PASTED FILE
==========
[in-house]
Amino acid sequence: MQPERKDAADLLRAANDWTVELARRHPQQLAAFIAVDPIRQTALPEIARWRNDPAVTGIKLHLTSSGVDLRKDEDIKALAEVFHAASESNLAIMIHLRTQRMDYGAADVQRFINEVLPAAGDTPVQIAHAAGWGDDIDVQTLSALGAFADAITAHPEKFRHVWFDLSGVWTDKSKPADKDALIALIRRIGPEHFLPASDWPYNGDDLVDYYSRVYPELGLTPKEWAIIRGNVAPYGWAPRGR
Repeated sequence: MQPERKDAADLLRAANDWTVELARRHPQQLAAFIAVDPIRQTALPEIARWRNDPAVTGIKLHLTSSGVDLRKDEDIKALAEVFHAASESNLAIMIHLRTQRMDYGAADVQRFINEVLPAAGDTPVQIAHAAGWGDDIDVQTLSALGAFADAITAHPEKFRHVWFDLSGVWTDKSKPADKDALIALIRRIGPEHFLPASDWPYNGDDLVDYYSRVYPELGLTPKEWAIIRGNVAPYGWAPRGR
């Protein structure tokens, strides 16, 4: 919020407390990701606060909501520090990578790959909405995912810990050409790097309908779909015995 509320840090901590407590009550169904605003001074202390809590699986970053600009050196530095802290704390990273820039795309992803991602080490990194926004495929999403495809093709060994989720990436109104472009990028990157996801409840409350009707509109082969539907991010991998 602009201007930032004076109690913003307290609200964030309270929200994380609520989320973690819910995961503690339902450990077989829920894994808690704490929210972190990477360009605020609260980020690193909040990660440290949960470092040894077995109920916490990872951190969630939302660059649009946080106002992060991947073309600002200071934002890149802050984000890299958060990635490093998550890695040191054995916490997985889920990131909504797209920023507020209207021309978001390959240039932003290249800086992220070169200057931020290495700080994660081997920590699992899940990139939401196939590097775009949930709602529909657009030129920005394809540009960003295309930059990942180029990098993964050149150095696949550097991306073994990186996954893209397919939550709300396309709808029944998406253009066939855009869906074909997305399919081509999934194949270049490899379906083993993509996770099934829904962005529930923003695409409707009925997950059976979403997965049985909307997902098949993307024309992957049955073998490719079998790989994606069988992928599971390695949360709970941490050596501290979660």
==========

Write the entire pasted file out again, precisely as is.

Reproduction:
[in-house]
Amino acid sequence: MQPERKDAADLLRAANDWTVELARRHPQQLAAFIAVDPIRQTALPEIARWRNDPAVTGIKLHLTSSGVDLRKDEDIKALAEVFHAASESNLAIMIHLRTQRMDYGAADVQRFINEVLPAAGDTPVQIAHAAGWGDDIDVQTLSALGAFADAITAHPEKFRHVWFDLSGVWTDKSKPADKDALIALIRRIGPEHFLPASDWPYNGDDLVDYYSRVYPELGLTPKEWAIIRGNVAPYGWAPRGR
Repeated sequence: MQPERKDAADLLRAANDWTVELARRHPQQLAAFIAVDPIRQTALPEIARWRNDPAVTGIKLHLTSSGVDLRKDEDIKALAEVFHAASESNLAIMIHLRTQRMDYGAADVQRFINEVLPAAGDTPVQIAHAAGWGDDIDVQTLSALGAFADAITAHPEKFRHVWFDLSGVWTDKSKPADKDALIALIRRIGPEHFLPASDWPYNGDDLVDYYSRVYPELGLTPKEWAIIRGNVAPYGWAPRGR
């Protein structure tokens, strides 16, 4: 919020407390990701606060909501520090990578790959909405995912810990050409790097309908779909015995 509320840090901590407590009550169904605003001074202390809590699986970053600009050196530095802290704390990273820039795309992803991602080490990194926004495929999403495809093709060994989720990436109104472009990028990157996801409840409350009707509109082969539907991010991998 602009201007930032004076109690913003307290609200964030309270929200994380609520989320973690819910995961503690339902450990077989829920894994808690704490929210972190990477360009605020609260980020690193909040990660440290949960470092040894077995109920916490990872951190969630939302660059649009946080106002992060991947073309600002200071934002890149802050984000890299958060990635490093998550890695040191054995916490997985889920990131909504797209920023507020209207021309978001390959240039932003290249800086992220070169200057931020290495700080994660081997920590699992899940990139939401196939590097775009949930709602529909657009030129920005394809540009960003295309930059990942180029990098993964050149150095696949550097991306073994990186996954893209397919939550709300396309709808029944998406253009066939855009869906074909997305399919081509999934194949270049490899379906083993993509996770099934829904962005529930923003695409409707009925997950059976979403997965049985909307997902098949993307024309992957049955073998490719079998790989994606069988992928599971390695949360709970941490050596501290979660």